A costume designer is a person who designs costumes for a film, stage production or television. The role of the costume designer is to create the characters and balance the scenes with texture and colour, etc. The costume designer works alongside the director, scenic, lighting designer, sound designer, and other creative personnel. The costume designer may also collaborate with hair stylist, wig master, or makeup artist. In European theatre, the role is different, as the theatre designer usually designs both costume and scenic elements.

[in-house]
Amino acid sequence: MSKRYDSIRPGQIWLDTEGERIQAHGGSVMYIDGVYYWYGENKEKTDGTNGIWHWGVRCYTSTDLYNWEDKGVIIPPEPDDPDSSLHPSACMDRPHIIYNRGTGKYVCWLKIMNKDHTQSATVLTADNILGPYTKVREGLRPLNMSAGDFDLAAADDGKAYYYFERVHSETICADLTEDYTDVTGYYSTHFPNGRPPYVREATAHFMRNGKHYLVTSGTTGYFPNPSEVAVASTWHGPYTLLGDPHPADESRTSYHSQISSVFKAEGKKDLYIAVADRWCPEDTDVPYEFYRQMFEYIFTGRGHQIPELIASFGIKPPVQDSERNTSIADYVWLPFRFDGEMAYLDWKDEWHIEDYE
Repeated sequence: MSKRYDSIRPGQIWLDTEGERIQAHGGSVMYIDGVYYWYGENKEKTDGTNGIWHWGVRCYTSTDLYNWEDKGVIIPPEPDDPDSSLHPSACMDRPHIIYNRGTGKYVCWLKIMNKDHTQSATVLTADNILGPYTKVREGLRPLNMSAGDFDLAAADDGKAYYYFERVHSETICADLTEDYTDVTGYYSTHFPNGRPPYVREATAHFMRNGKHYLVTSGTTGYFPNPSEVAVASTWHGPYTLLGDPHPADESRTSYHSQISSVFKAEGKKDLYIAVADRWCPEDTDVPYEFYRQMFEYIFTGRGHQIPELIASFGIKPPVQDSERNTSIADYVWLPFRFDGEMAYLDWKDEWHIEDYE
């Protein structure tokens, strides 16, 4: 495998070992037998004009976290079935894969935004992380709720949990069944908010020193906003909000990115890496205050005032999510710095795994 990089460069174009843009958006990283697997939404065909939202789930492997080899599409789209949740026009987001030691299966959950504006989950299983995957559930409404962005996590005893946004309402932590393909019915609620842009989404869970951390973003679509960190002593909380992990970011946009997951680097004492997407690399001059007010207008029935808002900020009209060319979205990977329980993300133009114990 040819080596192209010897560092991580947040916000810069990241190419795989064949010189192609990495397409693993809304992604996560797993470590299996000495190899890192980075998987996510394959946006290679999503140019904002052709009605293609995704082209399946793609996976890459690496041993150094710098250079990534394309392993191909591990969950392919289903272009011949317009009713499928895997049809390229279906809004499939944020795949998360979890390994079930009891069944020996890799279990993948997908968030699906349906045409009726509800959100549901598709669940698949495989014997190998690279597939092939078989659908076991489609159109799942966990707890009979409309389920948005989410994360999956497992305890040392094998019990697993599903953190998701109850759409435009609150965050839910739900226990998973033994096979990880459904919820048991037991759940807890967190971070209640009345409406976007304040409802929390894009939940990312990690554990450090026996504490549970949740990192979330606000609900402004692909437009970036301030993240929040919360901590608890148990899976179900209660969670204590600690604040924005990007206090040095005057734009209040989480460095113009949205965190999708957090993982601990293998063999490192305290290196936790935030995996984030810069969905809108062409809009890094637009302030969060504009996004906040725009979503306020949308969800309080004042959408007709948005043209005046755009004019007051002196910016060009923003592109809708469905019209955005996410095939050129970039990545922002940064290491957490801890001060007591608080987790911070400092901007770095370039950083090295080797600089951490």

Designers typically seek to enhance a character's personality, and to create an evolving plot of colour, changing social status, or period through the visual design of garments and accessories. They may distort or enhance the body—within the boundaries of the director's vision. The designer must ensure that the designs let the actor move as the role requires. The actor must execute the director's blocking of the production without damaging the garments. Garments must be durable and washable, especially for plays with extended runs or films with near-real time pacing (meaning that most costumes will not change between scenes) but whose principal photography phase may stretch across several weeks. The designer must consult not only with the director, but the set and lighting designers to ensure that all elements of the overall production design work together. The designer must possess strong artistic capabilities and a thorough knowledge of pattern development, draping, drafting, textiles and fashion history. The designer must understand historical costuming, and the movement style and poise that period dress may require.